Welcome to the bloggy home of Noah Brier. I'm the co-founder of Percolate and general internet tinkerer. This site is about media, culture, technology, and randomness. It's been around since 2004 (I'm pretty sure). Feel free to get in touch. Get in touch.

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Seeing Through Games

Clive Thompson, writing about finding the cruise ship that crashed in Italy last year on Google maps (Maps link here), made a really interesting point about how we interpret strange visuals in the age of digital technology and video games:

I remember, back when the catastrophe first occurred, being struck by how uncanny — how almost CGI-like — the pictures of the ship appeared. It looks so wrong, lying there sideways in the shallow waters, that I had a sort of odd, disassociative moment that occurs to me with uncomfortable regularity these days: The picture looks like something I’ve seen in a some dystopic video game, a sort of bleak matte-painting backdrop of the world gone wrong. (In the typically bifurcated moral nature of media, you could regard this either as a condemnation of video games — i.e. they’ve trained me to view real-life tragedy as unreal — or an example of their imaginative force: They’re a place you regularly encounter depictions of the terrible.) At any rate, I think what triggers this is the sheer immensity of the ship; it’s totally out of scale, as in that photo above, taken by Luca Di Ciaccio.

Growing up playing video games I definitely know the feeling. I do wonder, though, whether this is actually a new feeling or we could have said the same about feeling like something was a movie when that was still transforming how we saw the world. When I was in Hong Kong in December, for example, I felt like it was more a reflection of Blade Runner than anything else, for what it’s worth. Either way, though, it’s an interesting notion.

July 23, 2013 // This post is about: , , , ,

Super Mario Brothers is Getting Harder

Huh, this is sort of interesting. Apparently Nintendo has been making games easier in part because it finds people can no longer beat the 1st level to the original Super Mario Brothers. From Nintendo President Satoru Iwata:

It may come as a shock to some of you that most gamers today can not finish the original Super Mario Brothers game on the Famicom. We have conducted this test over the past few years to see how difficult we should make our games and have found that the number of people unable to finish the first level is steadily increasing. This year, around 90 percent of the test participants were unable to complete the first level of Super Mario Brothers. We did not assist them in any way except by providing the exact same instruction manual we used back then. Many of them did not read it and the few that did stopped after the first page which did not cover any of the game mechanics.

UPDATE (7/7/13): As Rafi points out in the comments, it looks like this is satirical. One of the other stories on the site is CHILDREN WHO PICK A SIDE IN CONSOLE WARS ARE 90 PERCENT MORE LIKELY TO JOIN A GANG. Sorry about that.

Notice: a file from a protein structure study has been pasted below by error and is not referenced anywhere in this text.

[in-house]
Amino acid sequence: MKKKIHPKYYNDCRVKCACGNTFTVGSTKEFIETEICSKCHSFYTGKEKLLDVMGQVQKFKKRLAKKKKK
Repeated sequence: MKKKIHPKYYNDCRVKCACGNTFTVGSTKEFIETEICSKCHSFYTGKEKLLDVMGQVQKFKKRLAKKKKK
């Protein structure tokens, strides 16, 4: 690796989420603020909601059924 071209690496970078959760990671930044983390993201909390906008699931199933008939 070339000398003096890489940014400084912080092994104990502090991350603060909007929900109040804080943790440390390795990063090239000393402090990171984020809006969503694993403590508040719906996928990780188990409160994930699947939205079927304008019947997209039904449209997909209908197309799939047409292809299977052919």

July 4, 2013 // This post is about: , , ,

Picking up your language

This was a little tidbit I picked up at the Most Contagious event in London. Turns out EA’s FIFA 13 is set up to work with Xbox. Specifically, if you swear at the TV while you’re playing the game you’ll be penalized:

But the system will also listen for players whose frustration gets the better of them. Swearing at the referee will influence their decision-making, possibly leading to more bookings. EA says that in Fifa 13’s career mode, gamers will find that storylines will develop if they acquire a reputation for abusing referees.

December 17, 2012 // This post is about: , ,

The Economics of Games

Two interesting nuggets in Ezra Klein’s story about studying economics in video games. First, a question I’ve asked myself many times about Facebook and currency:

“Just for example,” Castronova says, “Facebook has an entire currency system that isn’t taxed or regulated. At what point does that threaten what the Federal Reserve does?”

Next it’s a broader point about what effect video games have on the economy-at-large:

There’s also a question of whether actions in online worlds count as real-life economic activity. “Say someone is playing Eve Online for a whole week and not providing services in real life,” Guðmundsson says. “That would hurt GDP [the measure of real-life economic growth], but it would increase the Gross User Product in the virtual world. So did overall value creation really decline?”

September 30, 2012 // This post is about: , , ,

Thoughts on Games

[Editor’s Note: Prepare for some jumping between thoughts here.]

First off, I’m trying to blog more, which you’ll be able to tell by the fact I’ve written a few things over the last few days. Whether this actually stays consistent only time will tell.

Second (and actual point of this post) thing, I want to connect a few pieces together about video games I’ve run in to. I don’t have answers, but I think it’s interesting. So here it goes.

Nicholas Carr linked to a scathing review of the effects of casual/social games and gamification by Rob Horning: